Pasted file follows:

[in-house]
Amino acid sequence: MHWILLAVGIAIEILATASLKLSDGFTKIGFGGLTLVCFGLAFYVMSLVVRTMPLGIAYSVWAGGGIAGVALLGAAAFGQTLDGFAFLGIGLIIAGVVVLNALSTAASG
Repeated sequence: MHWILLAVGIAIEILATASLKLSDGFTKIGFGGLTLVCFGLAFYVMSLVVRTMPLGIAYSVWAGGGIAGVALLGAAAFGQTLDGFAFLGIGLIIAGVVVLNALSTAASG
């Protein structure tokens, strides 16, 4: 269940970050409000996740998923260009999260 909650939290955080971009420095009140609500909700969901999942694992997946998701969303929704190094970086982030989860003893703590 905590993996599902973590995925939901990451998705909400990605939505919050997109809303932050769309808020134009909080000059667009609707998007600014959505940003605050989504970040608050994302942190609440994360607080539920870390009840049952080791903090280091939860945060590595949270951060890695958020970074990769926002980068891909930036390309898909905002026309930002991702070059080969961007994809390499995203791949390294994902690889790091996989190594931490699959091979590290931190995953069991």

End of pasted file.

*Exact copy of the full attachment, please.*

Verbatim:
[in-house]
Amino acid sequence: MHWILLAVGIAIEILATASLKLSDGFTKIGFGGLTLVCFGLAFYVMSLVVRTMPLGIAYSVWAGGGIAGVALLGAAAFGQTLDGFAFLGIGLIIAGVVVLNALSTAASG
Repeated sequence: MHWILLAVGIAIEILATASLKLSDGFTKIGFGGLTLVCFGLAFYVMSLVVRTMPLGIAYSVWAGGGIAGVALLGAAAFGQTLDGFAFLGIGLIIAGVVVLNALSTAASG
């Protein structure tokens, strides 16, 4: 269940970050409000996740998923260009999260 909650939290955080971009420095009140609500909700969901999942694992997946998701969303929704190094970086982030989860003893703590 905590993996599902973590995925939901990451998705909400990605939505919050997109809303932050769309808020134009909080000059667009609707998007600014959505940003605050989504970040608050994302942190609440994360607080539920870390009840049952080791903090280091939860945060590595949270951060890695958020970074990769926002980068891909930036390309898909905002026309930002991702070059080969961007994809390499995203791949390294994902690889790091996989190594931490699959091979590290931190995953069991």